Aspen marijuana-patch business acquired for $15,000
The Aspen Times
There’s a change of ownership at RX Green, the Aspen-based manufacturer of marijuana-infused patches.
The Local Licensing Authority on Wednesday signed off on Steven Garcia’s application to acquire the business from Josh Meacham of Snowmass Village.
The move comes a week after Meacham turned himself in to local authorities on allegations that he sold fake New Mexico elk-hunting permits. If Meacham were convicted of the felony theft charges, it would be illegal for him to run a marijuana business.
Meacham didn’t attend Wednesday’s change-of-ownership hearing. After the hearing, Garcia said Meacham’s legal problems had nothing to do with the change.
“We’ve been planning this for months,” said Garcia, who has been Meacham’s business manager. He declined to elaborate.
Garcia bought the business for $15,000.
“We’ve done a complete 100 percent change of ownership,” he told the board, adding that Meacham no longer works for the company.
The Local Licensing Authority was hesitant to give Meacham his manufacturer’s license in January when his background came into question. Meacham’s past included traffic transgressions in Arizona as well as a grand jury indictment in Arizona. The charge, also related to big-game hunting, was dropped. But Meacham failed to report the incidents on his application, prompting the board to call his character into question. At a subsequent special hearing, Meacham explained himself to the board, which unanimously approved his applications to manufacture marijuana-infused patches for recreational purposes and relocate his business to the basement of the Buckhorn Arms building at 730 E. Cooper Ave.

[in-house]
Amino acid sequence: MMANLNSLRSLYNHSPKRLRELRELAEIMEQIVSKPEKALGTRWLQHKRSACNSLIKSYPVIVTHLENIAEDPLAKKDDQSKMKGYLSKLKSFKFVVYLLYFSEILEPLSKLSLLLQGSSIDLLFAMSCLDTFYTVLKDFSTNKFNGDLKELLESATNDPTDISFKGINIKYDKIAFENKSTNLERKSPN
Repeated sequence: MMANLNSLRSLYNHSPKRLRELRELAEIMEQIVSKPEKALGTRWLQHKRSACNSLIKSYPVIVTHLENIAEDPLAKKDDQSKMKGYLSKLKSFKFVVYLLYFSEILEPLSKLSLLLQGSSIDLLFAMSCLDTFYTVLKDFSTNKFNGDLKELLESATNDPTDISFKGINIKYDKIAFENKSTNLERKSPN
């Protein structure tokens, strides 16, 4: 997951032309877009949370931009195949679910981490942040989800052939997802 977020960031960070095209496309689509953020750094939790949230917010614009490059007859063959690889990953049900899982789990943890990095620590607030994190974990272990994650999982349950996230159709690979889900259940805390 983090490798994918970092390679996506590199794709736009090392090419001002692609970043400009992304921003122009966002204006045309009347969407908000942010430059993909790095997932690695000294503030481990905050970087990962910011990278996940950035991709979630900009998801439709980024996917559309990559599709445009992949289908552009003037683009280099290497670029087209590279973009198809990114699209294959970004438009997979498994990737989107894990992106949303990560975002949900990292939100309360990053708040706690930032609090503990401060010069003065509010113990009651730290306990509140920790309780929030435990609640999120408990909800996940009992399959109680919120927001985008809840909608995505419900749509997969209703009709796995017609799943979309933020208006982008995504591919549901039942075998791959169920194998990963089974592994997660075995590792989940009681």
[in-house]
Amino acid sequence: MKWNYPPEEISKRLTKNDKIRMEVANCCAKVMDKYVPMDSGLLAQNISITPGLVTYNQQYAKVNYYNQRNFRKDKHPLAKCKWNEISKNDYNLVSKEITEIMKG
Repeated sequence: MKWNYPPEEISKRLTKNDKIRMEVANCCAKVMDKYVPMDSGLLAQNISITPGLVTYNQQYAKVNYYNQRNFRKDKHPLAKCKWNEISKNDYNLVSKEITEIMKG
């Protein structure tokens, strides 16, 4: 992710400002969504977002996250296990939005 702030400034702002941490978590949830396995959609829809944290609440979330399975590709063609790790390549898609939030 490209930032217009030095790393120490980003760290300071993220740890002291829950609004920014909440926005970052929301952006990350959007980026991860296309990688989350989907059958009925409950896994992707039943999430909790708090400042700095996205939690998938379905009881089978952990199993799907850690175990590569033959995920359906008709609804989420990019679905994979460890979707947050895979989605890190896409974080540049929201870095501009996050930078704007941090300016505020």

As many as 15,000 patches can be manufactured in one day at the roughly 600-square-foot space, Meacham told The Aspen Times earlier this year. Users of the patches simply put them on their arm, and the effects take hold within 45 minutes, lasting as long as 10 to 12 hours.
RX Green is strictly a manufacturer and distributor of the patches, which cannot be bought at its production facility.
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Organizers turned to the same strategy that marijuana activists used to decriminalize pot possession in 2005: “We’re talking about not putting people in jail.”